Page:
West Seattle, Washington
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Landscape design for the county’s Murray Basin sewer-overflow-control project, across from Lowman Beach Park, is at the “30 percent” stage – and the current draft will be reviewed Tuesday night by the community Design Advisory Group. Their meeting at 6:30 pm Tuesday at Fauntleroy Church also is scheduled to review community feedback on the “refined preliminary facility design concepts” for the facility itself. The full agenda and related documents are linked from this page. The project is centered on a million-gallon underground tank to keep stormwater and sewage from spilling into Puget Sound when the pump station across the street gets overwhelmed; it will be built on land across the park that is now the site of residential properties the county is buying.
(Sunday night photo by Karen Sykes)
Seattle Parks has just shared the response it is sending to people who have voiced concerns about safety along Beach Drive, in the aftermath of the so-far-unsolved murder of Greggette Guy, found dead offshore in the 3800 block one week ago today, remembered at a waterfront vigil and walk last night (WSB coverage here).
Thank you for getting in touch regarding the recent unsolved murder in West Seattle, and expressing your concerns about the safety of a stretch of Beach Dr. SW in the area where the young woman was found.
Following … is the text of a timely and thorough response to Sandi Repetowski from Capt. Steven Paulsen of the Seattle Police Department’s (Southwest) Precinct. In it he:
· Describes the low crime statistics for the area
· Recommends walking with a buddy and not alone
· Reports on his visit to the Alki Community Council meeting on Thursday, March 15
· Describes SPD’s plans to respond to the event with more patrols and its summer emphasis plan that they carry out from the third weekend in April through September
· Offers to have the SW Precinct Crime Prevention Coordinator, Mark Solomon, conduct an assessment using Crime Prevention through Environmental Design (CPTED) principles.
[editor’s note – the following is the SPD letter]
Thank you for taking the time to write in regard to your concern of lighting and general public safety in the area of Beach Drive SW. I am unable to provide any information in regard to the tragic homicide – in order not to compromise the integrity of the investigation, but I can provide you with some information that may assist you and your neighborhood.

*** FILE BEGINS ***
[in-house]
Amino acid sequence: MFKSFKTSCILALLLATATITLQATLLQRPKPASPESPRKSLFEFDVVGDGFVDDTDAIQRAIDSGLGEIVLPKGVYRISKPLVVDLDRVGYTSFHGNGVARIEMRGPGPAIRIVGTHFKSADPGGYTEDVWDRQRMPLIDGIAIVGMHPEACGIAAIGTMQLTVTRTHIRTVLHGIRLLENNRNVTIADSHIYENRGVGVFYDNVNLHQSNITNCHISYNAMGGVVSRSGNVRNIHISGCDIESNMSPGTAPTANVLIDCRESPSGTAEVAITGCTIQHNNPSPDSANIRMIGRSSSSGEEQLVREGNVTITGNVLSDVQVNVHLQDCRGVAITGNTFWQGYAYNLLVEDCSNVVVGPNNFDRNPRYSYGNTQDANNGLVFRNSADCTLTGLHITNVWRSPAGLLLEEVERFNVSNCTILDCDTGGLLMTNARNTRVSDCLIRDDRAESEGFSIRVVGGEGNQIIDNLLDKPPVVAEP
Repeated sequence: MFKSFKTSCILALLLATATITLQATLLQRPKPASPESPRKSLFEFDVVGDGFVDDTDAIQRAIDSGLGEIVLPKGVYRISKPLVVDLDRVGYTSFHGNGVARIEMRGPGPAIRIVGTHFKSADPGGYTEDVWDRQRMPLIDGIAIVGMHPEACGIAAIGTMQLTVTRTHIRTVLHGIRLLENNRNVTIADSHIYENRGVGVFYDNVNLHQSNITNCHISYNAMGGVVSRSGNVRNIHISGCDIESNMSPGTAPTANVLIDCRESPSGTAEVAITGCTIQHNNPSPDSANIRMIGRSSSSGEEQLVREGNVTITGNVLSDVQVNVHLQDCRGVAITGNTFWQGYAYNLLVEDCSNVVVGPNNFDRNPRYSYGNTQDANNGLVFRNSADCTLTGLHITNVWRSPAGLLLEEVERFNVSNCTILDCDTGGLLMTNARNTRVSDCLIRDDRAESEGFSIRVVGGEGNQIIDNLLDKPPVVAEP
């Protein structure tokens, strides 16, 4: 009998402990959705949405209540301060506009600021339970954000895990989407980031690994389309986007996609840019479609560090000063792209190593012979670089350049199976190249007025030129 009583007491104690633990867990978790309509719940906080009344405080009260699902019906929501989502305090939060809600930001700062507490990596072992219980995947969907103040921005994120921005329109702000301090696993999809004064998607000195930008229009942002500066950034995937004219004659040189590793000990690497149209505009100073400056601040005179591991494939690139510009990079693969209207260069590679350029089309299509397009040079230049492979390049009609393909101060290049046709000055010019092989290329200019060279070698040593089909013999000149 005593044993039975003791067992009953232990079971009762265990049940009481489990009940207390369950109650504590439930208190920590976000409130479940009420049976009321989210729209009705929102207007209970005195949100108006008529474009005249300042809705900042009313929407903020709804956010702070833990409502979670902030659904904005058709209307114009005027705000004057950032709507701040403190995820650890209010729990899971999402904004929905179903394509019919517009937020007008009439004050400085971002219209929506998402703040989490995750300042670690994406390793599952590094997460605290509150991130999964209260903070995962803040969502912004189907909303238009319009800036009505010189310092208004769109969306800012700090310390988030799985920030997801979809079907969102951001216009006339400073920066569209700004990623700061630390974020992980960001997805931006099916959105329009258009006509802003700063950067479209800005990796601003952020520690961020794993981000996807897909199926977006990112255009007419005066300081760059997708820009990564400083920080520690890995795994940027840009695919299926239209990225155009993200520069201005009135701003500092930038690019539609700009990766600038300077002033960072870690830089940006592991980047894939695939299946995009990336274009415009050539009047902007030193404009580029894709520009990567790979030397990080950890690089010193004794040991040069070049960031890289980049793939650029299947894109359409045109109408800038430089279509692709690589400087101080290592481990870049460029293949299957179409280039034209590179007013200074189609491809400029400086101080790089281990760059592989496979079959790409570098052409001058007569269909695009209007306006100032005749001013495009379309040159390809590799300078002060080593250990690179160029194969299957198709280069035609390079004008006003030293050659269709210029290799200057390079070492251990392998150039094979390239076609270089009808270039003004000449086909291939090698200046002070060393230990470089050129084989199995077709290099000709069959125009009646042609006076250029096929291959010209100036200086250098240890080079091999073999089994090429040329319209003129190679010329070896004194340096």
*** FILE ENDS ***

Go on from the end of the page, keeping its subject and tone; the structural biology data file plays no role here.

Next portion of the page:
I feel confident to tell you that Schmitz Park and Me Kwa Mooks Parks are safe. Activity in the parks does increase during the warmer weather months as it does the activity along Beach Drive and Alki. The particular area where the homicide occurred (along the beach) is also considered quiet and safe. The best advise we can provide our citizens is to always walk with another person and to be aware of your surroundings.
911 calls for the area are considered very low. In the past 15 months, the following 911 calls from citizens have been received…(the geographical area is from Alki Point to just south of Mee Kwa Mooks Park):
51 calls for suspicious persons (most of these occur during the day and during the warmer weather months)
25 calls for False residential alarms
21 calls for disturbances
11 calls for mental complaints
10 calls for Domestic Violence
8 calls for Harassment/assault/threats
Me Kwa Mooks Park (same 15-month window)
5 Parks Exclusions for inappropriate behavior
3 suspicious persons calls
3 fireworks complaints
2 complaints of noise disturbances
2 complaints of Mischief/Nuisance.
Note: No calls for Drugs or Graffiti (not that it is not occurring, just that folks are not reporting it)
On Thursday, March 15th, I attended the Alki Community Council Meeting. I updated the group on our annual summer emphasis plan that pertains to Alki and neighboring City Parks. The plan starts in or around the 3rd weekend of April and continues through September.
In regard to the recent homicide, I told the group that the Seattle Police Department is putting forth all the necessary resources in order to resolve this tragic event. I also provided a briefing on the quiet nature of the neighborhood and that they will see an increase in patrol cars in the area. I advised that the additional patrol cars will not change or help solve the homicide, but more for neighborhood peace at mind, given the fear a crime such as this creates for a normally quiet/tranquil neighborhood.
In regard to street lighting and/or Lighting near parks, I am more than happy to have our Crime Prevention Coordinator – Mr. Mark Solomon do a Crime Prevention Environmental assessment for the neighborhood. Mark is able to work closely with our Parks Department, City Light and SDOT folks if additional measures are needed.
Again, thank you for taking the time to write us in regard to recent events. If you have any additional questions, please feel free to contact Lt. Pierre Davis at 206-233-2033 or Community Police Team Officer Ken Mazzuca at 206-386-1088.